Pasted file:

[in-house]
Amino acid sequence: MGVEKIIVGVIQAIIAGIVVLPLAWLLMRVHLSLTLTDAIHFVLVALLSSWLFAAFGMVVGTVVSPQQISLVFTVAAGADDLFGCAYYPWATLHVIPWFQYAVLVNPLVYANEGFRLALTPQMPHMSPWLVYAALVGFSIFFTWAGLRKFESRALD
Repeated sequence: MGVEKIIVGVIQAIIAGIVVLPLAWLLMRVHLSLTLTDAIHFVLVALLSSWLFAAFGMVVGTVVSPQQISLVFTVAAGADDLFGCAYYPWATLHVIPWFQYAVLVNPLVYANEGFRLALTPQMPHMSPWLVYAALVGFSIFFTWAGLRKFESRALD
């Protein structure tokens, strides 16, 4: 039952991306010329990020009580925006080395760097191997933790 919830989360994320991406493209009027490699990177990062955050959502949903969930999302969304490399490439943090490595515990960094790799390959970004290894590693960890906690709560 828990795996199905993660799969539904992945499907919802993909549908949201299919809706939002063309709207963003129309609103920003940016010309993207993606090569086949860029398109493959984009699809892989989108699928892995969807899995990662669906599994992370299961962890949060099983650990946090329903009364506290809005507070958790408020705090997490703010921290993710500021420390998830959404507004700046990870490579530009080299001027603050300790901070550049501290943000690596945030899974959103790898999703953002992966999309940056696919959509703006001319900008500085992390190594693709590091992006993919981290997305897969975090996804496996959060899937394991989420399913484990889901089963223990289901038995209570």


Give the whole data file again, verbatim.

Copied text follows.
[in-house]
Amino acid sequence: MGVEKIIVGVIQAIIAGIVVLPLAWLLMRVHLSLTLTDAIHFVLVALLSSWLFAAFGMVVGTVVSPQQISLVFTVAAGADDLFGCAYYPWATLHVIPWFQYAVLVNPLVYANEGFRLALTPQMPHMSPWLVYAALVGFSIFFTWAGLRKFESRALD
Repeated sequence: MGVEKIIVGVIQAIIAGIVVLPLAWLLMRVHLSLTLTDAIHFVLVALLSSWLFAAFGMVVGTVVSPQQISLVFTVAAGADDLFGCAYYPWATLHVIPWFQYAVLVNPLVYANEGFRLALTPQMPHMSPWLVYAALVGFSIFFTWAGLRKFESRALD
């Protein structure tokens, strides 16, 4: 039952991306010329990020009580925006080395760097191997933790 919830989360994320991406493209009027490699990177990062955050959502949903969930999302969304490399490439943090490595515990960094790799390959970004290894590693960890906690709560 828990795996199905993660799969539904992945499907919802993909549908949201299919809706939002063309709207963003129309609103920003940016010309993207993606090569086949860029398109493959984009699809892989989108699928892995969807899995990662669906599994992370299961962890949060099983650990946090329903009364506290809005507070958790408020705090997490703010921290993710500021420390998830959404507004700046990870490579530009080299001027603050300790901070550049501290943000690596945030899974959103790898999703953002992966999309940056696919959509703006001319900008500085992390190594693709590091992006993919981290997305897969975090996804496996959060899937394991989420399913484990889901089963223990289901038995209570």